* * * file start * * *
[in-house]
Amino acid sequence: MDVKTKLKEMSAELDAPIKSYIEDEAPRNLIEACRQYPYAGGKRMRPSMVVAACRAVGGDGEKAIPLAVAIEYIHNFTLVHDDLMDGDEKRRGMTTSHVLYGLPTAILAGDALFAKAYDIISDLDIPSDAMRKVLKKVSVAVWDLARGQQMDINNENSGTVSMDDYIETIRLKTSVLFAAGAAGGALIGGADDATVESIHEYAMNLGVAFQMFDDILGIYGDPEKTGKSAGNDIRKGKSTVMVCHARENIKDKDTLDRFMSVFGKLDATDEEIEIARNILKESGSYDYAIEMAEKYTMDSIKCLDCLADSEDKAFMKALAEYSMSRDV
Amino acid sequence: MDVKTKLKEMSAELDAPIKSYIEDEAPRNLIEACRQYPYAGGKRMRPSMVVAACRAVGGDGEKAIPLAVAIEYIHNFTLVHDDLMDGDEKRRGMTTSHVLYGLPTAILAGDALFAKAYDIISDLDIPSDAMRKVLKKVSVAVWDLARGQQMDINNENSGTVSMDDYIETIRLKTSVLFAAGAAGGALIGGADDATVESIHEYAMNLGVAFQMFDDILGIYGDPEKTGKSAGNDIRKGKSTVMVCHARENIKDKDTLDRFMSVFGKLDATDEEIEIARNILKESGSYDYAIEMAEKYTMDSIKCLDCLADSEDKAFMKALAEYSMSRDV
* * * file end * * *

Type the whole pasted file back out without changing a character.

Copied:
[in-house]
Amino acid sequence: MDVKTKLKEMSAELDAPIKSYIEDEAPRNLIEACRQYPYAGGKRMRPSMVVAACRAVGGDGEKAIPLAVAIEYIHNFTLVHDDLMDGDEKRRGMTTSHVLYGLPTAILAGDALFAKAYDIISDLDIPSDAMRKVLKKVSVAVWDLARGQQMDINNENSGTVSMDDYIETIRLKTSVLFAAGAAGGALIGGADDATVESIHEYAMNLGVAFQMFDDILGIYGDPEKTGKSAGNDIRKGKSTVMVCHARENIKDKDTLDRFMSVFGKLDATDEEIEIARNILKESGSYDYAIEMAEKYTMDSIKCLDCLADSEDKAFMKALAEYSMSRDV
Amino acid sequence: MDVKTKLKEMSAELDAPIKSYIEDEAPRNLIEACRQYPYAGGKRMRPSMVVAACRAVGGDGEKAIPLAVAIEYIHNFTLVHDDLMDGDEKRRGMTTSHVLYGLPTAILAGDALFAKAYDIISDLDIPSDAMRKVLKKVSVAVWDLARGQQMDINNENSGTVSMDDYIETIRLKTSVLFAAGAAGGALIGGADDATVESIHEYAMNLGVAFQMFDDILGIYGDPEKTGKSAGNDIRKGKSTVMVCHARENIKDKDTLDRFMSVFGKLDATDEEIEIARNILKESGSYDYAIEMAEKYTMDSIKCLDCLADSEDKAFMKALAEYSMSRDV